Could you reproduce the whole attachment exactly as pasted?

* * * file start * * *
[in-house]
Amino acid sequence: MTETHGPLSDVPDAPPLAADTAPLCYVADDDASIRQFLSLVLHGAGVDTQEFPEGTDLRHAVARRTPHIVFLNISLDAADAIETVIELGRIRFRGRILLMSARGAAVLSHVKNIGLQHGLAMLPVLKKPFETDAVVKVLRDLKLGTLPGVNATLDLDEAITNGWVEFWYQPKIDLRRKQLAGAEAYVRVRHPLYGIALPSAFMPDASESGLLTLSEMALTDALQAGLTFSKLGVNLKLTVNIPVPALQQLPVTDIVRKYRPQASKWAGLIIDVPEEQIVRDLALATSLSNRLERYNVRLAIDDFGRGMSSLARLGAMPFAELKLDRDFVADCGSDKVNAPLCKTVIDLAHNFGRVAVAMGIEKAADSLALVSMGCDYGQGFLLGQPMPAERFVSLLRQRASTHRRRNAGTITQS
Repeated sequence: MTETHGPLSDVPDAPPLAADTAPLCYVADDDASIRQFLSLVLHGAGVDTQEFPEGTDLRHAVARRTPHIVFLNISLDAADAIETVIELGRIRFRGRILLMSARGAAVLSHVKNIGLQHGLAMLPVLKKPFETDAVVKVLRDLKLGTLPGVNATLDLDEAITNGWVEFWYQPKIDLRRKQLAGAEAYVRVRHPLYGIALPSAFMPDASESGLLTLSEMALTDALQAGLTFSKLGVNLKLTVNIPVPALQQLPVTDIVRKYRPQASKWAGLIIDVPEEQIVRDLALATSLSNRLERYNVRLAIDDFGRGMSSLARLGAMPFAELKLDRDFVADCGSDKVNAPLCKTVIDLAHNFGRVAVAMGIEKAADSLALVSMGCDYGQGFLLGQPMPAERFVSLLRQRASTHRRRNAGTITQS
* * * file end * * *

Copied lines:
[in-house]
Amino acid sequence: MTETHGPLSDVPDAPPLAADTAPLCYVADDDASIRQFLSLVLHGAGVDTQEFPEGTDLRHAVARRTPHIVFLNISLDAADAIETVIELGRIRFRGRILLMSARGAAVLSHVKNIGLQHGLAMLPVLKKPFETDAVVKVLRDLKLGTLPGVNATLDLDEAITNGWVEFWYQPKIDLRRKQLAGAEAYVRVRHPLYGIALPSAFMPDASESGLLTLSEMALTDALQAGLTFSKLGVNLKLTVNIPVPALQQLPVTDIVRKYRPQASKWAGLIIDVPEEQIVRDLALATSLSNRLERYNVRLAIDDFGRGMSSLARLGAMPFAELKLDRDFVADCGSDKVNAPLCKTVIDLAHNFGRVAVAMGIEKAADSLALVSMGCDYGQGFLLGQPMPAERFVSLLRQRASTHRRRNAGTITQS
Repeated sequence: MTETHGPLSDVPDAPPLAADTAPLCYVADDDASIRQFLSLVLHGAGVDTQEFPEGTDLRHAVARRTPHIVFLNISLDAADAIETVIELGRIRFRGRILLMSARGAAVLSHVKNIGLQHGLAMLPVLKKPFETDAVVKVLRDLKLGTLPGVNATLDLDEAITNGWVEFWYQPKIDLRRKQLAGAEAYVRVRHPLYGIALPSAFMPDASESGLLTLSEMALTDALQAGLTFSKLGVNLKLTVNIPVPALQQLPVTDIVRKYRPQASKWAGLIIDVPEEQIVRDLALATSLSNRLERYNVRLAIDDFGRGMSSLARLGAMPFAELKLDRDFVADCGSDKVNAPLCKTVIDLAHNFGRVAVAMGIEKAADSLALVSMGCDYGQGFLLGQPMPAERFVSLLRQRASTHRRRNAGTITQS